1969 Oldsmobile 455 Big Block

This is a 1969 Oldsmobile 455 big block that I purchased several years ago. My original intent was to install this in my 1981 TransAm, but eventually sold the vehicle. I've put a lot of money into rebuilding this engine, but have yet to actually install it into anything, or even start it for the first time. Below is a run-down of the engine, and all the parts that were used in it's assembly.

Important components:
  - 1969 Oldsmobile 455 Big Block (69 "F" Block, F1 [High Nickle Content])
  - 1969 Oldsmobile 455 "C" Large-Port Heads (2.07:1 Intake / 1.72:1 Exhaust Valves, Stainless Steel)
  - 1970 Oldsmobile 455 HO Toronado "K" Intake
  - TRW Forged Pistons .030 Overbore (w/ Chrome Moly rings)
  - 1969 Hardened Crank / Forged Rods (Shot peened / polished)
  - Joe Mondello JM-20-22 Camshaft (1400-5800 RPM Range, 0.496 In. Lift / 0.512 Exh. Lift)
  - Crane 1.6:1 Roller Rockers
  - Cloyes Tru-Roller Roller Timing Chain
  - 1972 Rochester QuadraJet (Tuned for a 72 Olds 455)
  - GM Performance Parts Hi-Volume Oil Pump
  - Light bowling / port and polish

- More work on the 455, and hit the junkyard!

     I did a bit more work on the Olds 455 today, and also visited the junkyard. There was a nearly complete 1966 Oldsmobile 425 Toronado. The Toronado has some great parts for my engine because it's really the only way I'll be able to stuff this into my Trans Am. The motor was basically complete minus the carb. I snagged all of the accessory brackets including the water pump, alternator, and A/C brackets. I also took the waterpump pulley, crank pulley, and the power steering pump and pulley. Unfortunately, I completely forgot to take the alternator pulley, don't know what I was thinking! I'll post some pictures later when I get them cleaned up and installed on the motor, but right now, they are just dirty grimey brackets not worthy of a picture. Check out the old "50s" style valve covers I put together. There's a company that stamps these old school wire looms. I took a newer style valve cover, welded some upside down bolts to the top, and used the acorn nuts for the finished look. Not half bad if I do say so myself!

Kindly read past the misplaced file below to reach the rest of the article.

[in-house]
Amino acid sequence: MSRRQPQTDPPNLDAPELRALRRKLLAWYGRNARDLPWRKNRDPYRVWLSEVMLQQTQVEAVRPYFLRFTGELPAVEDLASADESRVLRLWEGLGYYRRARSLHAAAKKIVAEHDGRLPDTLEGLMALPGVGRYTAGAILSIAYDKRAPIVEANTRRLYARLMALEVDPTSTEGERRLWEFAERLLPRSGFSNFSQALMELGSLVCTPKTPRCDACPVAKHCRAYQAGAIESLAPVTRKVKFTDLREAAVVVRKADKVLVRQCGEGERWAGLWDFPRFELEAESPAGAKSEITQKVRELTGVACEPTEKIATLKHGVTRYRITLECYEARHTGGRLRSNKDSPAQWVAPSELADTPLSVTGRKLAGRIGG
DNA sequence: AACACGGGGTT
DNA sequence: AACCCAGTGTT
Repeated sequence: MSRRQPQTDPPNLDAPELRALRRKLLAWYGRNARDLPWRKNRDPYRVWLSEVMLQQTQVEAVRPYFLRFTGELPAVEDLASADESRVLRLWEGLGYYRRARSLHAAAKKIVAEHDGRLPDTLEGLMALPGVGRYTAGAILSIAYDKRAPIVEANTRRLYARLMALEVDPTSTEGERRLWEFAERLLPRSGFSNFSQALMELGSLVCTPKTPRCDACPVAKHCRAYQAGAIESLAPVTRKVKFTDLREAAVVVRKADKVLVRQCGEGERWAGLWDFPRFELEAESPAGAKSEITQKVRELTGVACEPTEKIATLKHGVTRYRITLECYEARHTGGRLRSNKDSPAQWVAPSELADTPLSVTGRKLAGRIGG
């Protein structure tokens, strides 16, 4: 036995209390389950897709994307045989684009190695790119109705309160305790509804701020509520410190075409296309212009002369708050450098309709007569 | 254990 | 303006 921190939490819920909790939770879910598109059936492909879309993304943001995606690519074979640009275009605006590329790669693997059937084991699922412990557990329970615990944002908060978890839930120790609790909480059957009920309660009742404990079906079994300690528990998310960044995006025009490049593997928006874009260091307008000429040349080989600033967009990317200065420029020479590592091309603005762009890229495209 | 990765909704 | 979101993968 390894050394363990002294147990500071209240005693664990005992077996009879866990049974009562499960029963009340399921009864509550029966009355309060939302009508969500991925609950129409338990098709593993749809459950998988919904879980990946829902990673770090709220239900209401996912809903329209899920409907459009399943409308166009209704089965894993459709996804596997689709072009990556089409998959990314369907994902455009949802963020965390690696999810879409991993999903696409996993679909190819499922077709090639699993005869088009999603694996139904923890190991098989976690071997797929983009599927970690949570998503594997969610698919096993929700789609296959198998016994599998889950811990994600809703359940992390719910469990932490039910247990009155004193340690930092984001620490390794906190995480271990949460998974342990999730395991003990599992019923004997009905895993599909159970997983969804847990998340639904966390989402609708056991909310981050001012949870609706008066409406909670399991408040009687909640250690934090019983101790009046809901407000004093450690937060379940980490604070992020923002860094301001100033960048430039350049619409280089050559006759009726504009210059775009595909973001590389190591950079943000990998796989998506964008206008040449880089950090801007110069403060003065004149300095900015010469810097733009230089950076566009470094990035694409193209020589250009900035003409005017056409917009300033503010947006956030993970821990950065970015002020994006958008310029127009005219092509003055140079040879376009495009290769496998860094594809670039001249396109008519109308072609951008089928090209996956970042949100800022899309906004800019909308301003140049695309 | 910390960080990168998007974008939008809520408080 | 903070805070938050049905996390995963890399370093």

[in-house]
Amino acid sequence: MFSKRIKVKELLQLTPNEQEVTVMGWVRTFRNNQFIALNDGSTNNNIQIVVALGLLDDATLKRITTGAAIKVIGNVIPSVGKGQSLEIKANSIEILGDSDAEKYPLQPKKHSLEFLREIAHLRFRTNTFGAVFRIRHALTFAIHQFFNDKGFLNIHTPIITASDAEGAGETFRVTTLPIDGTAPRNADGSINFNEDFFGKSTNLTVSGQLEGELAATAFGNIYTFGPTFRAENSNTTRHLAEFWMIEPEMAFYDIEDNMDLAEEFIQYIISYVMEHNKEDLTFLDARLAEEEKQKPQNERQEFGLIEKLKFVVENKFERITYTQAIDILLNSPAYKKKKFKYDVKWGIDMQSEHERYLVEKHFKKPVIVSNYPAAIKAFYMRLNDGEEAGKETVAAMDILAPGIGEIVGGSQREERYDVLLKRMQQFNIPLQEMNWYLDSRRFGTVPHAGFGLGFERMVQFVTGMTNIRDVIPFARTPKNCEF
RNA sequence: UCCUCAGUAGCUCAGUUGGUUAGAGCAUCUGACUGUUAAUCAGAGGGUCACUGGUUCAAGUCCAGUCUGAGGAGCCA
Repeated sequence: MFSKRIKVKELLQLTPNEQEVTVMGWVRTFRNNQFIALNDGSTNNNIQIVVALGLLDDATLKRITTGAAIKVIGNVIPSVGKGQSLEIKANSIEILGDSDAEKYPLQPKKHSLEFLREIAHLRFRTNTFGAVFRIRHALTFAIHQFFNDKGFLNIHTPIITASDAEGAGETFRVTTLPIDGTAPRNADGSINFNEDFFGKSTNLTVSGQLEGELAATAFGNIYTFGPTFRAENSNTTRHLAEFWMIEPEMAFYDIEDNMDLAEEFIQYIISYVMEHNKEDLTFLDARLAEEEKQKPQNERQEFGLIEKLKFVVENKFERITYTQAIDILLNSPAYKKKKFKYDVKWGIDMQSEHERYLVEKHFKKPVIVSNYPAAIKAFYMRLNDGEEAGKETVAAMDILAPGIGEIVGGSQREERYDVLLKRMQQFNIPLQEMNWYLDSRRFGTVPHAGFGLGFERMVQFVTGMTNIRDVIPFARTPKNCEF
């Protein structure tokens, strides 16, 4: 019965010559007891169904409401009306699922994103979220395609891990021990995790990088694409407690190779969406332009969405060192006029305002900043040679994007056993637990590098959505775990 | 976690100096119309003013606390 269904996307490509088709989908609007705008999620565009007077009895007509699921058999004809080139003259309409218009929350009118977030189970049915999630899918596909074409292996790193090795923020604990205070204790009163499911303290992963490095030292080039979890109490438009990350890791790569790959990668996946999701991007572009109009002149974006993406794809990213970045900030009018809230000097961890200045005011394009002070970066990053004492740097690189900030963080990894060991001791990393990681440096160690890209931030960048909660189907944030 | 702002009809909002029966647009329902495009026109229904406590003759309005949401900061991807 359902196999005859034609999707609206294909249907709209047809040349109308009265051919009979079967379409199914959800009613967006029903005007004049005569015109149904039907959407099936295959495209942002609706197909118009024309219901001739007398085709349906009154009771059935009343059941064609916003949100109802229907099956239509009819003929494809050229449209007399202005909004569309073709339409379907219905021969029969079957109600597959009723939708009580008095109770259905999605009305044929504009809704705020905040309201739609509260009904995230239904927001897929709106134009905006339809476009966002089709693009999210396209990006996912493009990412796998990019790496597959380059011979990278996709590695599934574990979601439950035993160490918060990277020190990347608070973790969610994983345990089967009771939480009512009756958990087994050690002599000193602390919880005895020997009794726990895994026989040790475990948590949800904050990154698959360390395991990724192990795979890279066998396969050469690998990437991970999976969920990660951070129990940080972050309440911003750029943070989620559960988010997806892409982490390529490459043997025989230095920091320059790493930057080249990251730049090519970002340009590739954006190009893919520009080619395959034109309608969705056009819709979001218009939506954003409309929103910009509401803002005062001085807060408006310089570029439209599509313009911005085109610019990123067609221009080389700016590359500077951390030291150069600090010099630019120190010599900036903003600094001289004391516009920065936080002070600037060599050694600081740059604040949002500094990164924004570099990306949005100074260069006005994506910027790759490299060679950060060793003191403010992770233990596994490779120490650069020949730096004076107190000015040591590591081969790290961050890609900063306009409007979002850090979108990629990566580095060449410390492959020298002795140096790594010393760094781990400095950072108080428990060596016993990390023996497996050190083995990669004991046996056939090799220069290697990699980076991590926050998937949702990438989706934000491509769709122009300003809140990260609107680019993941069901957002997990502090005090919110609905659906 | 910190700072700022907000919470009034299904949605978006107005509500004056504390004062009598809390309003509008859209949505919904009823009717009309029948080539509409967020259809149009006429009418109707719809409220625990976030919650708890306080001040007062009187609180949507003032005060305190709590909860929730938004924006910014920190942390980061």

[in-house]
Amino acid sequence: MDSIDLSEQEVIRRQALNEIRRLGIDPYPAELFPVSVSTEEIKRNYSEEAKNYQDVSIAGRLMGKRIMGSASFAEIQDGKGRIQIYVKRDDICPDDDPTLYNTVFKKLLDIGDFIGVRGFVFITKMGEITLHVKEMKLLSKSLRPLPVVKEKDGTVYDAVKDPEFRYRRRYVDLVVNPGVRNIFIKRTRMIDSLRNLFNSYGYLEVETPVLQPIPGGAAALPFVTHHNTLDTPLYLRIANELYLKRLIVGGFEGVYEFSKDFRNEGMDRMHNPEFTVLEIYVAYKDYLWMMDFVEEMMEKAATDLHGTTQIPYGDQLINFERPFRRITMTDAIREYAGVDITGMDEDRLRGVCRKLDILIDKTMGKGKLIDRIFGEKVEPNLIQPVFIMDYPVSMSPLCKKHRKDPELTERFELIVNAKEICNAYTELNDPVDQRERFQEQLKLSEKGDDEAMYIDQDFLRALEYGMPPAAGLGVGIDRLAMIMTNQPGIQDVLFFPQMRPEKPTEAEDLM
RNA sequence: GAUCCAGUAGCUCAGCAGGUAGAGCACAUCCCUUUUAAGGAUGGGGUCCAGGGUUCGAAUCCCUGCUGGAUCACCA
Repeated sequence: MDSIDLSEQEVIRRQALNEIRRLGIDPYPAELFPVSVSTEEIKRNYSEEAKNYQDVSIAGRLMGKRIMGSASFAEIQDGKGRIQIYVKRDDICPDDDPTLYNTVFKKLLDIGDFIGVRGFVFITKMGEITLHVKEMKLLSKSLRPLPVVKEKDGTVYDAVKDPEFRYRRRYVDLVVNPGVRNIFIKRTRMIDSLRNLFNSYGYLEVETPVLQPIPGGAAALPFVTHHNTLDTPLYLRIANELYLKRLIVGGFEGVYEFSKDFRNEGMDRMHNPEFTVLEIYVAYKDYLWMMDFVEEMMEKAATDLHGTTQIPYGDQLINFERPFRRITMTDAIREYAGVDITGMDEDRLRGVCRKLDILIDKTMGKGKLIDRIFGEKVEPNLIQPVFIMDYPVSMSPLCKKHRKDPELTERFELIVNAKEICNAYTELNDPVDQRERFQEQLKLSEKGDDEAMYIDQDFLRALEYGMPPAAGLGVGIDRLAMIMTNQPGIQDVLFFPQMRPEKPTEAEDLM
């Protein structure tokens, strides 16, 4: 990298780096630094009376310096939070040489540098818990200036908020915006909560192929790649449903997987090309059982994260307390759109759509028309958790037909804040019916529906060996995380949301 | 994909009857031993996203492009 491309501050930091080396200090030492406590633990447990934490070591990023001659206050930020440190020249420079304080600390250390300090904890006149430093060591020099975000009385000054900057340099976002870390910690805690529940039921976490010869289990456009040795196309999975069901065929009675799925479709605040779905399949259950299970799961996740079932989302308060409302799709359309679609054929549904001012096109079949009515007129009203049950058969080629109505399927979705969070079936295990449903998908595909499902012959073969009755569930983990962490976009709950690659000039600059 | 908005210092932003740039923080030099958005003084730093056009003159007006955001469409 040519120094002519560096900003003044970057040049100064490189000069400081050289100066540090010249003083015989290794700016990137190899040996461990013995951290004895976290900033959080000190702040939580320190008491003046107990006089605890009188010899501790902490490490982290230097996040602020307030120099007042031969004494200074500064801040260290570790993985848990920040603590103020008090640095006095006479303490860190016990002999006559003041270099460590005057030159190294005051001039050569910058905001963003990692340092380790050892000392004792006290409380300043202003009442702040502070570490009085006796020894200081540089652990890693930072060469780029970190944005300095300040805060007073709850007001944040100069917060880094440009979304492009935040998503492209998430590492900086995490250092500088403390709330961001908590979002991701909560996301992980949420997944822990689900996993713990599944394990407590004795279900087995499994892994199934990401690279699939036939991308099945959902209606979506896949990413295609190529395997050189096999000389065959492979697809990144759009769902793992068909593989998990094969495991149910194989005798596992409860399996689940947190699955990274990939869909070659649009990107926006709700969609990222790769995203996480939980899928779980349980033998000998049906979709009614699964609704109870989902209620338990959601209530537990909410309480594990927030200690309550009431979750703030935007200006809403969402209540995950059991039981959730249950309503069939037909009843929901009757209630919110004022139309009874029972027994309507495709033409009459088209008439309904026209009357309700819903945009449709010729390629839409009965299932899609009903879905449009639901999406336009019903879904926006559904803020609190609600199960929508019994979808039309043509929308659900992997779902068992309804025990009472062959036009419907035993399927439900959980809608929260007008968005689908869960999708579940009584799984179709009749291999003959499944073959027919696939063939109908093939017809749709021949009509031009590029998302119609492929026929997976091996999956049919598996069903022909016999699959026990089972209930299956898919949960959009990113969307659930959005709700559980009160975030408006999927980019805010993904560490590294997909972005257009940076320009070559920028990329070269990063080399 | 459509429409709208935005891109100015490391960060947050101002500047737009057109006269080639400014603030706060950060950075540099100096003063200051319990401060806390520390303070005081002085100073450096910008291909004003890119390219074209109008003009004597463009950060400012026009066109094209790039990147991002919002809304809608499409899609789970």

- In with the new...

     Well, I just got back from the machine shop. Total cost of the motor (parts, labor, machining costs) came in around $3,200 bucks. It's a bit more than I really wanted to spend, but with the combination I have, people are figuring (compared to similar combos) That I should expect anywhere from 430-450hp and 550-600 ft-lbs of torque. To me, that's just absolutely sick. I've never owned a motor even remotely close to this powerful. 430 doesn't seem like a lot when newer 6 liter V8 cars now come with 400 standard (in the GTO, Corvette, etc...) but they still don't come close to 550 ft-lbs of torque! I'm really excited about this engine!

- What kind of 455 big block?

     I wasted no time in identifying the block. Turns out, it's a 69 455 from a "Full Sized" Oldsmobile. It may not be a Hurst / Olds, but it's the next best thing. Basically, this motor is an "identical core" to what you would use when rebuilding a Hurst / Olds motor. It may not have the right numbers, but it's basically the same motor. The block is identical in every way, shape, and form... and the cyl heads are also the same casting. The difference is in the cam, the pistons, and the way the cyl head was prepped. The ports on the cyl head are identical to the H/O, but the valves that were installed on the H/O were larger. This is easily done on my cyl head, making it basically a H/O cyl head (there would be no other distinguishing marks to differentiate it. I'm pretty excited. With that, I've dissasembled the motor, and dropped it off at the machine shop.

- An Oldsmobile 455 big block?

     I know that I already have a motor, but I scored big time on a solid 1969 Oldsmobile 455ci big block. It's complete with everything. The brackets, the water pump, the alternator, the exhuast manifolds, everything. I couldn't ask for much more... and all for $300. It was quite a drive (from Valdosta, Georgia) but I was able to haul it down with my Harbor Freight trailer and my 2002 Crown Victoria. I snapped a few pictures, loaded it into the garage, and went to bed.


More coming...